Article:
News

Dear alumni,

            Welcome to the second installment of the Department of Chemistry and Biochemistry’s alumni newsletter. Much has transpired in the department since the launching of our inaugural newsletter, and I’m delighted to be able to bring you up to date.   It’s been a great year for us, marked by a strong cadre of 39 baccalaureate, 19 doctoral, and eight master’s degree recipients.  Our faculty corralled an abundance of awards and honors that are detailed below.  The department welcomed a new faculty member, but sadly bid farewell to Fr. Walter.  We were honored to host the family of Nicholas Angelotti (B.S., 1950), as they helped us launch an undergraduate research fund in his name.

            Please know that we here in the department are proud of our alumni and welcome opportunities to learn of your accomplishments. Simply send an email to our assistant chair, Mary Prorok and we will do our best to incorporate items of interest into future newsletters.  In the meantime, I wish you an enjoyable remainder of the summer. Stay cool and stay in touch!

Researchers receive $1.5 million NSF award to study sustainability of recreational fisheries

Author: Alex Gumm

Stuart Jones, assistant professor of biology (250px square)

Recreational fishing is a longstanding American outdoor tradition, generating $25 billion annually. Whether fishing on lakes, rivers or streams; from shorelines, boats or embankments; freshwater fishing remains the most popular form of fishing, attracting more than 37 million participants last year.

While recreational fisheries are culturally and economically valuable, freshwater ecosystems are vulnerable to degradation and collapse.

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New NIH-funded research to solve problem of drug-resistant malaria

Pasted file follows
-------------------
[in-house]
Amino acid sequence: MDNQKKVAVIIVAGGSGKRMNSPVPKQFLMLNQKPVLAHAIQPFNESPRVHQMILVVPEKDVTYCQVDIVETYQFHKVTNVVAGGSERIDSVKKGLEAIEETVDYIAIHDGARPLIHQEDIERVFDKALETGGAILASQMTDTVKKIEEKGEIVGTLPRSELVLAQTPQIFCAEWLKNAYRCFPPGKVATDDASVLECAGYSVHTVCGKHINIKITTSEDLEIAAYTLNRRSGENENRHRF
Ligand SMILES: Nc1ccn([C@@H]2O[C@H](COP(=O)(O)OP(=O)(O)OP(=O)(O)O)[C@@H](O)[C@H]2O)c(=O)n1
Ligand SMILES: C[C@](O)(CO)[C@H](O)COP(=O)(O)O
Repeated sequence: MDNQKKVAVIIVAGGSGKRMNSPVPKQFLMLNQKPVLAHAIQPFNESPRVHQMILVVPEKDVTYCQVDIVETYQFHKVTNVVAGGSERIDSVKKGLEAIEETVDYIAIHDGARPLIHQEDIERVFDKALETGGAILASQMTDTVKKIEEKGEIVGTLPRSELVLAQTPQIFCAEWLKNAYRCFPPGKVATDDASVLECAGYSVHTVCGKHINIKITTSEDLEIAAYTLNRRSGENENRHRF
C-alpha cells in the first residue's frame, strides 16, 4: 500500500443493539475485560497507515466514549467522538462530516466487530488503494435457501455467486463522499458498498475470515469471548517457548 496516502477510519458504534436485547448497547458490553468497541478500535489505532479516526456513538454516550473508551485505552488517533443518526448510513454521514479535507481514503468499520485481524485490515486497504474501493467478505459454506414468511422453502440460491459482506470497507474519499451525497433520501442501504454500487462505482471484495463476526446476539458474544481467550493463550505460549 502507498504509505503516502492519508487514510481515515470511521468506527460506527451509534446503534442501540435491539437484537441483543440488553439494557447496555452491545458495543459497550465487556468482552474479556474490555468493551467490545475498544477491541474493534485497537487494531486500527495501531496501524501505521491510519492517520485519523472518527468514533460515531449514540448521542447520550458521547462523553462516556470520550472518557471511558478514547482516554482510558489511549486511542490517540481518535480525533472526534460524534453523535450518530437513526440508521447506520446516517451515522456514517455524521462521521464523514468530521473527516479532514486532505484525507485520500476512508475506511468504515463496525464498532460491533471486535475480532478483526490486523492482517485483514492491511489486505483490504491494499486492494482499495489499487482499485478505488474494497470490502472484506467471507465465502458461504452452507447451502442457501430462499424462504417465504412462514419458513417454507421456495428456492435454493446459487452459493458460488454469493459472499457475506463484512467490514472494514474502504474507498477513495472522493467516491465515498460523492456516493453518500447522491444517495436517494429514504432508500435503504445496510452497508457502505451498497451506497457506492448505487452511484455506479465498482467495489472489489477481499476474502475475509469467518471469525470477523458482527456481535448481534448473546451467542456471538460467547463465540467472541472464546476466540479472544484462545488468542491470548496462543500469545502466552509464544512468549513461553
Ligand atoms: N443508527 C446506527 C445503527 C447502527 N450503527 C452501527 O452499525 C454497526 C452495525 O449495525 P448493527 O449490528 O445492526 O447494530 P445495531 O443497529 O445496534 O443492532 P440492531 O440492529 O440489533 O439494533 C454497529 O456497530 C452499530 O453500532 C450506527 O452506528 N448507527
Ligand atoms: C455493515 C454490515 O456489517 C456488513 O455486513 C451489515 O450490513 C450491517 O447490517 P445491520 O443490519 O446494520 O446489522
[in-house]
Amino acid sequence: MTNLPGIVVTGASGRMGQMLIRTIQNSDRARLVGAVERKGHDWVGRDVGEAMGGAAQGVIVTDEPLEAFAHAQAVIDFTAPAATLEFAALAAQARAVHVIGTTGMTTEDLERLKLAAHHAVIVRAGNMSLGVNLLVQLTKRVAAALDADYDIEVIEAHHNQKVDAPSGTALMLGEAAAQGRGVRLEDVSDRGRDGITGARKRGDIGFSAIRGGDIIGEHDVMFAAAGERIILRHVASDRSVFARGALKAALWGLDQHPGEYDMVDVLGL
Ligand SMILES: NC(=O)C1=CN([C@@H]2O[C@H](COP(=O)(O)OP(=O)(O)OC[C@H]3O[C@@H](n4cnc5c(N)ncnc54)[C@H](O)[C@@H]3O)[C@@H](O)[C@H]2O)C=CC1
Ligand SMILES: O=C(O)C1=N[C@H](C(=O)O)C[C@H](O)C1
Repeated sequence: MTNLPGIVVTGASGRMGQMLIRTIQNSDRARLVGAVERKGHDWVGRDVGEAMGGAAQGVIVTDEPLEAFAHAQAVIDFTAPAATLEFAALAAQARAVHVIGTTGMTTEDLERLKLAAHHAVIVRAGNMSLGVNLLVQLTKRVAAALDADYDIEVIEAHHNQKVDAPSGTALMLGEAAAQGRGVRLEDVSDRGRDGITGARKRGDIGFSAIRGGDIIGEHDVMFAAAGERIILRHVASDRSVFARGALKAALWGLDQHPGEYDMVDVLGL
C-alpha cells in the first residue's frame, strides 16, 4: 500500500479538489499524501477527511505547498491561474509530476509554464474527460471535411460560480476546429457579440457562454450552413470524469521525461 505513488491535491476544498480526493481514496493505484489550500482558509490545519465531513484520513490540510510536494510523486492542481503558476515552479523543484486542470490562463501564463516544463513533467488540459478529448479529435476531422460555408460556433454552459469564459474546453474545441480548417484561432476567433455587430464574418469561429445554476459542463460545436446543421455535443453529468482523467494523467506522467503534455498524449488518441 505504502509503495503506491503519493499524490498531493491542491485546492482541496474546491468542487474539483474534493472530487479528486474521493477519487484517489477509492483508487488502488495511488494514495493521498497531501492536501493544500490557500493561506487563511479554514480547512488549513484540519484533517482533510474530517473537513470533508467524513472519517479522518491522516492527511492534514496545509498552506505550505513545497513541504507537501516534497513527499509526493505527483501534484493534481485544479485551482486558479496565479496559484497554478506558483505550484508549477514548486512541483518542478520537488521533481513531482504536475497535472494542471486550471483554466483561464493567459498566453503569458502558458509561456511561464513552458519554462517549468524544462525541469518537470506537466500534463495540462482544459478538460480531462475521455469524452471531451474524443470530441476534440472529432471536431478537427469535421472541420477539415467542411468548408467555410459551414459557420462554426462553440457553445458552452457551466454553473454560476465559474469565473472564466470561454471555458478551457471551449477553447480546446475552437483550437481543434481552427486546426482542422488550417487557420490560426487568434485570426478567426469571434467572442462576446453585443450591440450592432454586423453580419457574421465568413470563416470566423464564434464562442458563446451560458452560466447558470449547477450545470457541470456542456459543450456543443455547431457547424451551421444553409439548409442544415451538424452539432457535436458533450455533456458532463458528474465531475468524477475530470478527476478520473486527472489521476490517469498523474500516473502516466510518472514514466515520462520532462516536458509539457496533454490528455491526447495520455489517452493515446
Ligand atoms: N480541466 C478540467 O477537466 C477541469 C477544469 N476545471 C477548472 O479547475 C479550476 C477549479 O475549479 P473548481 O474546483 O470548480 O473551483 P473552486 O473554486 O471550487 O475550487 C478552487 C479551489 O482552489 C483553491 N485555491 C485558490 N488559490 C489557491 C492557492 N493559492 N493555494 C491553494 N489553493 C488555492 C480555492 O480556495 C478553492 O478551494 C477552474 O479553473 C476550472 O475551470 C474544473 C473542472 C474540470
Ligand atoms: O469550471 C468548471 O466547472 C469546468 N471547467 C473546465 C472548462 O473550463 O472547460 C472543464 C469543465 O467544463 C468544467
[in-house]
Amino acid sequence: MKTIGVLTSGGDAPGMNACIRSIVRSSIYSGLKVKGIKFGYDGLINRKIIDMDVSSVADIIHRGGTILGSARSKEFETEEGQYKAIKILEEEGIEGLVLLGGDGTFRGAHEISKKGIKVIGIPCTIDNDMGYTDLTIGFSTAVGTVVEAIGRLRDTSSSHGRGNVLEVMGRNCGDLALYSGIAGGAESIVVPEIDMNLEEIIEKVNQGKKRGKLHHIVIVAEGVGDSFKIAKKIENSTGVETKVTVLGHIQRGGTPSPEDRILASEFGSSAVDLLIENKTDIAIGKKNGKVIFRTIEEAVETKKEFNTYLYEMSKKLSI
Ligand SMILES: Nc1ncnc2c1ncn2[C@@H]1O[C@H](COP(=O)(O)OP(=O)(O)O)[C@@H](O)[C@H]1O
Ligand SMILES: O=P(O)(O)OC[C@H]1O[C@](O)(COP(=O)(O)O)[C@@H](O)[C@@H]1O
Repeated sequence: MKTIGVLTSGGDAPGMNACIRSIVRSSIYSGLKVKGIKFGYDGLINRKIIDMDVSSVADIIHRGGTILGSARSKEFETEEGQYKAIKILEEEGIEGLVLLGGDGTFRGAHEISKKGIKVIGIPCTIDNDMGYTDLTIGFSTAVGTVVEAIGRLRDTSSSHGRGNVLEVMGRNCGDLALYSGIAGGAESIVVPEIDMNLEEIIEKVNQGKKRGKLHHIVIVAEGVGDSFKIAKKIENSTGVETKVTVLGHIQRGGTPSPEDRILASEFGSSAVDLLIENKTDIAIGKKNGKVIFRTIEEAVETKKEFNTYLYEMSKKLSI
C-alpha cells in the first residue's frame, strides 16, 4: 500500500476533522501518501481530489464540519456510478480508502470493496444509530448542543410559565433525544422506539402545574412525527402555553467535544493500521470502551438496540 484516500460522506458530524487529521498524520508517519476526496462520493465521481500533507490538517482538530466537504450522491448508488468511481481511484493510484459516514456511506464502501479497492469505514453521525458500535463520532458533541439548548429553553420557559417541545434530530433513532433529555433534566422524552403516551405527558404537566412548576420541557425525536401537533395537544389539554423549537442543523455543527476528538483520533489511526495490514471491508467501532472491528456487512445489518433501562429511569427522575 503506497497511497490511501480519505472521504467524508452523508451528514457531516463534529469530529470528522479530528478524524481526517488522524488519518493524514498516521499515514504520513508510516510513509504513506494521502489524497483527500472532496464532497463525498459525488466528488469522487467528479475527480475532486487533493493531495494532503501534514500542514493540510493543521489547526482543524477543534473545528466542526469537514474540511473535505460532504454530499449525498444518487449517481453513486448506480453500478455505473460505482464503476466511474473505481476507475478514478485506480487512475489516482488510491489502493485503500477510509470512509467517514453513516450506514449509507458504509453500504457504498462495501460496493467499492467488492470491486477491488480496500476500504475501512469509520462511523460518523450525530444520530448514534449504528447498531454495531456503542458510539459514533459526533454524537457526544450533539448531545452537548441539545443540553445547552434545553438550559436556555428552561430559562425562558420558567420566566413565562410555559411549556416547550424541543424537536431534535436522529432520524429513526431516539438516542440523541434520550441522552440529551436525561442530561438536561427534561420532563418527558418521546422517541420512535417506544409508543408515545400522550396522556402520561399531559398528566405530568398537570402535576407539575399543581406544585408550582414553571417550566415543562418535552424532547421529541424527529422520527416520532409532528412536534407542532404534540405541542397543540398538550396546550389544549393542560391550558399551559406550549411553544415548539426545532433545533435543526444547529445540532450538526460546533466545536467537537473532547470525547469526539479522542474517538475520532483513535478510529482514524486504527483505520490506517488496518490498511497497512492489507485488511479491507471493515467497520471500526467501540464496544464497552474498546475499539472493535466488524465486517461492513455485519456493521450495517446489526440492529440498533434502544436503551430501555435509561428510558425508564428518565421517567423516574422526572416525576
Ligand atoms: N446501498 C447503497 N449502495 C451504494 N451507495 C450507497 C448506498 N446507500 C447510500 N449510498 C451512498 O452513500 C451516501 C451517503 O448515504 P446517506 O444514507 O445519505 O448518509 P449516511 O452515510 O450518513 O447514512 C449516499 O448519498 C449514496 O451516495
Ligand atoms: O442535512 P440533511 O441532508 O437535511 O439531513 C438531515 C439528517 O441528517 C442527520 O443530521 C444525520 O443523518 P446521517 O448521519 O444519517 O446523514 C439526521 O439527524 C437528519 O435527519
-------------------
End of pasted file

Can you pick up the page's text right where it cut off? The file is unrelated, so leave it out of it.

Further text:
Author: Tammi Freehling

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University of Notre Dame biologist Michael Ferdig, Ph.D., is leading a new $11.5 million program project (P01) grant from the National Institutes of Health (NIH). Ferdig and his team at Notre Dame are partnering with researchers at the Center for Infectious Disease Research (CID Research) in Seattle and Texas Biomedical Research Institute (TBRI) to better understand the genes in the malaria parasite that are responsible for drug resistance and virulence in order to reduce and ultimately eliminate the often deadly disease.

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Students participate in summer biology research at Notre Dame

Author: Cliff Djajapranata

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In the summer of 2017, the University of Notre Dame opened its doors to students from other universities to participate in the annual Research Experience for Undergraduates (REU) in biology. Open to all rising sophomores, juniors, and seniors majoring in biology, the NSF-funded REU program involves 10 weeks of intensive research that culminates with a final presentation of all the participants’ research.

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Students spend summer performing analytical chemistry research at Notre Dame

Author: Cliff Djajapranata

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As in previous years, the University of Notre Dame again welcomed students from around the country to participate in Research Experience for Undergraduates (REU) in analytical chemistry. The program is open to any rising sophomore, junior, or senior undergraduate from four-year colleges who has a strong background in science or engineering and an interest in international development. An NSF-funded program, the 10-week full-time research program teaches students how to participate in a research project that can help solve problems in the developing world.

 

 

 

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Undergraduate wins first place in national conference for medical students

Author: Cliff Djajapranata

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Every year, the University of Florida hosts the Pediatric Research Forum for Medical Students, an annual gathering for medical students to present important research developments and network with professionals as they prepare to apply to residencies. This year, Samuel Rudisill won a first place award for his research on infant anesthesia and sedation. Remarkably, Rudisill is not a medical student, but a senior at the University of Notre Dame.

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